RICHMOND, VA — Members of the Virginia State Crime Commission are seeking written comments from the public with regard to the topic of decriminalizing marijuana possession.
The commission is studying the issue at the request of Senate Majority Leader Thomas Norment, who tasked members to “undertake a study examining a future change to the Code of Virginia regarding criminal penalties related to the possession of small amounts of marijuana.”
Members of the public may submit written comments to email@example.com until August 25, 2017.
The commission’s findings will be presented on October 5.
“Virginia lawmakers will now be able to introduce decriminalization in the General Assembly supported with the facts and conclusions of the decriminalization study,” representatives from Virginia NORML, who pushed for the task force, said in a statement.
Under Virginia law, the possession of one-half ounce of cannabis or less is classified as a criminal misdemeanor, punishable by up to 30 days in jail and a $500 fine.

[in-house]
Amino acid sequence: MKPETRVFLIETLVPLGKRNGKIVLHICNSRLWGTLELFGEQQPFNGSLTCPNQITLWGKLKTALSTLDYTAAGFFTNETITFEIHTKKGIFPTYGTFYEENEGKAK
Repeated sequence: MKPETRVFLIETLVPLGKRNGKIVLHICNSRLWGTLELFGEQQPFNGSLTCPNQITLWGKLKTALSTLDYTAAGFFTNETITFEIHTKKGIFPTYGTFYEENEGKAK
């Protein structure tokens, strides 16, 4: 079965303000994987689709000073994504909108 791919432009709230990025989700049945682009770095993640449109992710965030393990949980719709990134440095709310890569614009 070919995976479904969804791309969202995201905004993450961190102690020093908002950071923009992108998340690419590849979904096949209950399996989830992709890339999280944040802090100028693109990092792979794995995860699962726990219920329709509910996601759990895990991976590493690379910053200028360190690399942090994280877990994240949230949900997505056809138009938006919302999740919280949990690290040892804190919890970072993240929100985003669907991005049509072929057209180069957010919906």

The number of Virginians arrested for violating the state’s marijuana possession laws rose 76 percent between 2003 and 2014.
African Americans in Virginia are arrested for violating marijuana possession laws at more than three times the rates of whites, according to an analysis of statewide arrest data published earlier this year.
Two proposals to decriminalize marijuana possession in Virginia failed to advance in the state legislature earlier this year.
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